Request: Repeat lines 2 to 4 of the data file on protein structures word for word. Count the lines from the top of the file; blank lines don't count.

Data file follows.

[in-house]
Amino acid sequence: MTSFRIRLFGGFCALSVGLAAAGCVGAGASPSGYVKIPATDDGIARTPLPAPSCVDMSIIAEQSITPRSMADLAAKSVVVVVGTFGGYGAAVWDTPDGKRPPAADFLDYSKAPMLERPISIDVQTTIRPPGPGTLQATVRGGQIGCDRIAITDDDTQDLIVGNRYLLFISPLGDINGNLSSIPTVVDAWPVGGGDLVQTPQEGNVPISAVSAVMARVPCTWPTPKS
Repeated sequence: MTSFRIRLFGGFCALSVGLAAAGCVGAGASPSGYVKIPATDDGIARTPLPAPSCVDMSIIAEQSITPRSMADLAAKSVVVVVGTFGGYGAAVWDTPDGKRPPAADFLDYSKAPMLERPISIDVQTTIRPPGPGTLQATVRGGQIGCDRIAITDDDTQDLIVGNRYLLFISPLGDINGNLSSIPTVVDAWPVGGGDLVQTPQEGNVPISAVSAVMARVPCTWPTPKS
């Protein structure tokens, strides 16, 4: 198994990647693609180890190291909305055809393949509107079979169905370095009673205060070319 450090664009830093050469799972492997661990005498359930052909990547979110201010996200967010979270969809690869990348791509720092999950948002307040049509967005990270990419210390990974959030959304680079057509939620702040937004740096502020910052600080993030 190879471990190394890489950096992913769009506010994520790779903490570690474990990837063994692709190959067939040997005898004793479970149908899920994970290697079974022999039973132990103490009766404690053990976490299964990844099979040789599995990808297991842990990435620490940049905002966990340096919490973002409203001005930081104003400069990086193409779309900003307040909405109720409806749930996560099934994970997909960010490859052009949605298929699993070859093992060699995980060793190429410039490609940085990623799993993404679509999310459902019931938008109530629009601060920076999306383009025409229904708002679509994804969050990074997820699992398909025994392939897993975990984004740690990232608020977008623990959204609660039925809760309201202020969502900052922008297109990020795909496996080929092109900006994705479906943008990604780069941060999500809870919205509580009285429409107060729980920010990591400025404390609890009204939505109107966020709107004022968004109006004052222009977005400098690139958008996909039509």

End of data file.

Amino acid sequence: MTSFRIRLFGGFCALSVGLAAAGCVGAGASPSGYVKIPATDDGIARTPLPAPSCVDMSIIAEQSITPRSMADLAAKSVVVVVGTFGGYGAAVWDTPDGKRPPAADFLDYSKAPMLERPISIDVQTTIRPPGPGTLQATVRGGQIGCDRIAITDDDTQDLIVGNRYLLFISPLGDINGNLSSIPTVVDAWPVGGGDLVQTPQEGNVPISAVSAVMARVPCTWPTPKS
Repeated sequence: MTSFRIRLFGGFCALSVGLAAAGCVGAGASPSGYVKIPATDDGIARTPLPAPSCVDMSIIAEQSITPRSMADLAAKSVVVVVGTFGGYGAAVWDTPDGKRPPAADFLDYSKAPMLERPISIDVQTTIRPPGPGTLQATVRGGQIGCDRIAITDDDTQDLIVGNRYLLFISPLGDINGNLSSIPTVVDAWPVGGGDLVQTPQEGNVPISAVSAVMARVPCTWPTPKS
């Protein structure tokens, strides 16, 4: 198994990647693609180890190291909305055809393949509107079979169905370095009673205060070319 450090664009830093050469799972492997661990005498359930052909990547979110201010996200967010979270969809690869990348791509720092999950948002307040049509967005990270990419210390990974959030959304680079057509939620702040937004740096502020910052600080993030 190879471990190394890489950096992913769009506010994520790779903490570690474990990837063994692709190959067939040997005898004793479970149908899920994970290697079974022999039973132990103490009766404690053990976490299964990844099979040789599995990808297991842990990435620490940049905002966990340096919490973002409203001005930081104003400069990086193409779309900003307040909405109720409806749930996560099934994970997909960010490859052009949605298929699993070859093992060699995980060793190429410039490609940085990623799993993404679509999310459902019931938008109530629009601060920076999306383009025409229904708002679509994804969050990074997820699992398909025994392939897993975990984004740690990232608020977008623990959204609660039925809760309201202020969502900052922008297109990020795909496996080929092109900006994705479906943008990604780069941060999500809870919205509580009285429409107060729980920010990591400025404390609890009204939505109107966020709107004022968004109006004052222009977005400098690139958008996909039509």